A discussion on truth, beauty, the American way, humor, intelligence, love, stupidity and where we are today
Wonderful--posted on my blog. And even better, the original appears to be a pro-concealed-carry story--when the robbers threatened the clerk with guns, the clerk pulled his and shot the robbers. Unfortunately if it is a corporate owned store, the clerk will probably get fired.
There have been repeated stories here, locally, where people have gone in to rob stores and the clerk has pulled a gun to defend themselves and ended up running the robber off.I have to tell you, gun registration pusher that I am, I'm virtually always for them. Surprised? Don't be. It's self-defense and the gun holder has been, in each case I believe, a law-abiding, registered gun owner.And me supporting them? Go figure, right?It's no doubt a corporation that owns the store but it's a bit of a small "mom and pop" store this happened at so I think they'll retain their job. But who knows?mr
Glad you liked it.In checking out your blog today, I should tell you I finally got off my butt and added yours to my blog roll list. :)Just fyi.Have a great weekendmr
the lady was funny enough w/o the music, but the music made it an entertainment tour de force! Four snaps and a slurpie to whomever created this.
The question isn't so much are you OK with clerks pulling guns on armed robbers--rather do you support the right of clerks and ordinary people to get a license to carry in the first place?
ain't it the truth? I thought what the guy did with it was terrific.have a great weekend,y'all,mr
Sevesteen,You bet I am (a supporter of these clerks getting a license to carry). The only thing I'm not for is NOT getting a license and/or not registering. It seems a night and day difference between being and not being licensed and/or registered. These people have to work overnight, when it's most dangerous and likely that some chucklehead will come in and want to rob them. Too many people have been killed at these convenience stores in these situations. It seems to me they should be able to defend themselves--just not with an unlicensed weapon.mr
That is a more logical view than most liberals. Opposition to licensed concealed carry interests me--it is often seen by gun control advocates as the radical fringe of gun nuttery, but it also has the fewest problems, and by all available information more often used for good than bad.
What seems insane and incongruous to me--and a lot of "Liberals"--is the NRA's fight to have armor-piercing bullets be legal and automatic and semi-automatic weapons legal and available to the general public. What will they be used for but against police?mr
Police vests are designed to withstand handgun ammo. There are several different grades of vest--less bulky vests protect against most but not all handgun ammo, while somewhat bulkier vests protect against virtually all current handgun ammo. A vest that will stop rifle ammo is not practical or reasonable in day to day police work. The NRA has fought proposals that would ban ammo capable of piercing a particular classification of bullet resistant vest. One such proposal would have banned many common handgun rounds, and virtually all centerfire rifle ammunition--ammo that the vests in question were never designed to protect against. As for banning semiauto guns--The clerks should be limited to revolvers or derringers? Spanish-American war era designs are too modern and deadly, so we should be limited to Civil War era designs?The vast majority of modern handguns are semiautos. The Supreme Court has specifically declared them covered by the second amendment. What do you think makes them particularly unsuitable for civilians? Full auto are legal, with lots of restrictions. Best I can find out, there have been 2 incidents of misuse by legal owners since the NFA was enacted in 1934, and in neither case did the full auto make a difference. Seems to be a panic over nothing, and the 1986 ban on new registrations pointless posturing with no impact on crime.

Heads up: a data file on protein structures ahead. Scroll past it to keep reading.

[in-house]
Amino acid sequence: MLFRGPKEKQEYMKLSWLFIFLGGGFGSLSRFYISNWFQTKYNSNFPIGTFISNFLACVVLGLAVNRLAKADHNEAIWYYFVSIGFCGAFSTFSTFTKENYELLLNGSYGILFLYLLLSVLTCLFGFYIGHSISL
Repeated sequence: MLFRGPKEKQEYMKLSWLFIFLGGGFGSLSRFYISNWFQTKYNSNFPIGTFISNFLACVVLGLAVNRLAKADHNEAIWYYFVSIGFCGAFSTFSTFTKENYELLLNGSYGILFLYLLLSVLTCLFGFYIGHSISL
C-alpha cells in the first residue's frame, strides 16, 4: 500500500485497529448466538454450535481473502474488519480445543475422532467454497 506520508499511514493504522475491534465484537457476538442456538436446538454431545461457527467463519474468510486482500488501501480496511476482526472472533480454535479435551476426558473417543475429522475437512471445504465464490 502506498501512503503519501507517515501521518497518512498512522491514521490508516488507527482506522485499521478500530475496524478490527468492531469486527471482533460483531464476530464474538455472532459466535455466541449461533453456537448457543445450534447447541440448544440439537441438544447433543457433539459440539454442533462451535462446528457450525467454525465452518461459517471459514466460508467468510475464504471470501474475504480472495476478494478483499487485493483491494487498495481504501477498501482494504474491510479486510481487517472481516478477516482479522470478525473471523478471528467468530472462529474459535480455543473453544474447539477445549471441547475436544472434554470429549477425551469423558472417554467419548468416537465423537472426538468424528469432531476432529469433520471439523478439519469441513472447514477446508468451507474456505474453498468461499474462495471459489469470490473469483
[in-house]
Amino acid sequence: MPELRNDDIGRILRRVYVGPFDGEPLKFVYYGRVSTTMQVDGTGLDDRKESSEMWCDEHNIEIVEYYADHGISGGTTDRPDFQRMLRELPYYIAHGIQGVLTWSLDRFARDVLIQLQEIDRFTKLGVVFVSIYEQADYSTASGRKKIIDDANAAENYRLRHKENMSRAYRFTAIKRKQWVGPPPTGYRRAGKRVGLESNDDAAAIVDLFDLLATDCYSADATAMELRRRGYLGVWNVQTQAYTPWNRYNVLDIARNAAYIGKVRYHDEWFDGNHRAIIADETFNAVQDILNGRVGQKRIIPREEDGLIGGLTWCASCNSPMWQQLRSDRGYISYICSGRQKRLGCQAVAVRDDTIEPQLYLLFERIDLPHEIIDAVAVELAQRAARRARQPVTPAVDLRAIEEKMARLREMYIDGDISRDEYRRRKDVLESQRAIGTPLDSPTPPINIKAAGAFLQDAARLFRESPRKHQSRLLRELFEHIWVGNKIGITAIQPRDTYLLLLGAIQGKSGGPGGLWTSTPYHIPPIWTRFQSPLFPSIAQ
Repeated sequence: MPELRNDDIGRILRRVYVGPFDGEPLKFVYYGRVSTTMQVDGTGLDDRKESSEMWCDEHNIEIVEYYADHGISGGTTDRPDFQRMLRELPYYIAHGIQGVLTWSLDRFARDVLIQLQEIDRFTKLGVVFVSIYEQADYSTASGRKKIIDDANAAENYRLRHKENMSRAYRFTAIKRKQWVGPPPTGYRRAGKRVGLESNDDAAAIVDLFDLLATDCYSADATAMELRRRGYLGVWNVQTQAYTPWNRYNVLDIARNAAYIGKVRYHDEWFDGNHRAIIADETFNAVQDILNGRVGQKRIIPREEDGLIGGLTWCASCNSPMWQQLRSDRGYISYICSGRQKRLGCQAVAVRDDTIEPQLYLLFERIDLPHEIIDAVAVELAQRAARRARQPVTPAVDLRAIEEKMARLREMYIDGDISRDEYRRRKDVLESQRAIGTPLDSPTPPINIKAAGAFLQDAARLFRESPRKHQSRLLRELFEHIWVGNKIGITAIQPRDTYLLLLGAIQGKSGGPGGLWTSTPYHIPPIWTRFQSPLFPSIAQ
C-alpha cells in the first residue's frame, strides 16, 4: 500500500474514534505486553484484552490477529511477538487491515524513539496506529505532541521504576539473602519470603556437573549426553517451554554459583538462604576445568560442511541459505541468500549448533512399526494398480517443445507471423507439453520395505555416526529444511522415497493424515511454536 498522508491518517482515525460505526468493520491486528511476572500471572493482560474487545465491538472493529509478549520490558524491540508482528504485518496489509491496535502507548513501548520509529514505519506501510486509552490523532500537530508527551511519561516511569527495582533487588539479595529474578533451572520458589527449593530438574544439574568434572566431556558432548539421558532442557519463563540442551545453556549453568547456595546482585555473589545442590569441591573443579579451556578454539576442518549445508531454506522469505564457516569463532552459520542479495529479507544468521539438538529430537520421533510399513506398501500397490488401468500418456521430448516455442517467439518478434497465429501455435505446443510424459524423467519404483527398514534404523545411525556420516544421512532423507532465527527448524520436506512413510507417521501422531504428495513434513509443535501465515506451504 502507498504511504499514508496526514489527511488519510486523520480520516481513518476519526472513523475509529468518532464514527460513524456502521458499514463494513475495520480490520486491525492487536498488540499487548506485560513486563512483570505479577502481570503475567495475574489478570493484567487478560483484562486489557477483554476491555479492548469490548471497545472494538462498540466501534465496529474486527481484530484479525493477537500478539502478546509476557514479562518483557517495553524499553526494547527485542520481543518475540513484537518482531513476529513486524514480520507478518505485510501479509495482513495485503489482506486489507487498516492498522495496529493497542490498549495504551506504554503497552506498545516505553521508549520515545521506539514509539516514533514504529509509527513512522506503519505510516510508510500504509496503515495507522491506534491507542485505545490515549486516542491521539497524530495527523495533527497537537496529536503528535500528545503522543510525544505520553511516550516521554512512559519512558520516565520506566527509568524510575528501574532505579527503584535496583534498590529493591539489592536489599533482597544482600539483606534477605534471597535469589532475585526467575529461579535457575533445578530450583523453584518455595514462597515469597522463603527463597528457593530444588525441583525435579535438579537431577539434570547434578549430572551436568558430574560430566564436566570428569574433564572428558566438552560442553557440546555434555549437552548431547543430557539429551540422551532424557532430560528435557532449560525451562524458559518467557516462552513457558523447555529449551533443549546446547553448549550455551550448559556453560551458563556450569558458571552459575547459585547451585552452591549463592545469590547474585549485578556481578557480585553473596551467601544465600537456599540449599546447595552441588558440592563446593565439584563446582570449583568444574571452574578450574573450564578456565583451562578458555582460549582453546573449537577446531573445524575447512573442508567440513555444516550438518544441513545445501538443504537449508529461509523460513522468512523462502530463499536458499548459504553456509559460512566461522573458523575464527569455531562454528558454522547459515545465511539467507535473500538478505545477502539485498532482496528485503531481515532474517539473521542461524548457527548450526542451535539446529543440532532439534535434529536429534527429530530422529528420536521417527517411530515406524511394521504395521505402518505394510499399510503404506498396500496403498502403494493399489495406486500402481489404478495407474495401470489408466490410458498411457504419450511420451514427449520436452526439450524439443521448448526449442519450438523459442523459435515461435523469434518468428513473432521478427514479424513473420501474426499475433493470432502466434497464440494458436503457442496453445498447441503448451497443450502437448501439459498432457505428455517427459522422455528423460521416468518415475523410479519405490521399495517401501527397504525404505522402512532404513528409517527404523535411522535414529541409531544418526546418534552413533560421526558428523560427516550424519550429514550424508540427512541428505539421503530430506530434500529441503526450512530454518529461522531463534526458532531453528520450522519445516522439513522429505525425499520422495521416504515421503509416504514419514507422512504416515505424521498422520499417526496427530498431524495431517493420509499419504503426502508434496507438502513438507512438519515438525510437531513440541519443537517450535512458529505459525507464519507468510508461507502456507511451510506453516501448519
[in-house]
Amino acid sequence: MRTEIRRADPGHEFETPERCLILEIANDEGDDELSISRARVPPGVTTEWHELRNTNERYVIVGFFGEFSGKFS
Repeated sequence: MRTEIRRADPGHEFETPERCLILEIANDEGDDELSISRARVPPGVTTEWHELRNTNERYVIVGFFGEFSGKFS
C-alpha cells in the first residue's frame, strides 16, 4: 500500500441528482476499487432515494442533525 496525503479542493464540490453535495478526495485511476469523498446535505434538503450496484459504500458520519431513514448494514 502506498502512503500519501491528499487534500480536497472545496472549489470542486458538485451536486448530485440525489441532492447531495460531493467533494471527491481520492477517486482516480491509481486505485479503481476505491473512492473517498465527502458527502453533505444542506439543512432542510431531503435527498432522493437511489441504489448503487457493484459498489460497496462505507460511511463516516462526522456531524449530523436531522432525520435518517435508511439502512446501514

"The vast majority of modern handguns are semiautos. The Supreme Court has specifically declared them covered by the second amendment. What do you think makes them particularly unsuitable for civilians?"The shootout, specifically, I saw a few years ago on nightly news television, in which the robbers were armed "to the teeth" and were using either automatic or semi-automatic guns on the police and making virtual armies of themselves, because they were so rather outrageously and heavily armed.that's whatmr
I believe you are talking about the North Hollywood bank robbery. From 1997, but replayed constantly on various police reality shows often with someone pretending his commentary was live from the helicopter instead of added later in the studio. The criminals had full auto guns-From what I have read the HK was illegally converted in Mexico using parts from Mexican Army guns, and there is strong but not compelling evidence the other guns had connections to the same Mexican criminals. The real problem was not the guns so much as the armor they were wearing--40 pounds each, and impervious to both handgun and shotgun fire. (Shotguns are powerful, but not good at penetrating armor)Most police forces have switched from shotguns to rifles, in part as a result of this incident--even the police in my town of 20,000 would have likely had an easier time dealing with these people.Semiauto rifles are rarely used in crime in the first place--Even the Brady Campaign says under 2%, other sources about 1%. This is roughly proportional or a bit below their percentage of all guns. So based on a very rare but dramatic incident with massive media coverage, using fully automatic rifles, where the only deaths were the criminals despite the thousands of rounds fired, you want to ban the 10 shot semiautomatic handgun I normally carry?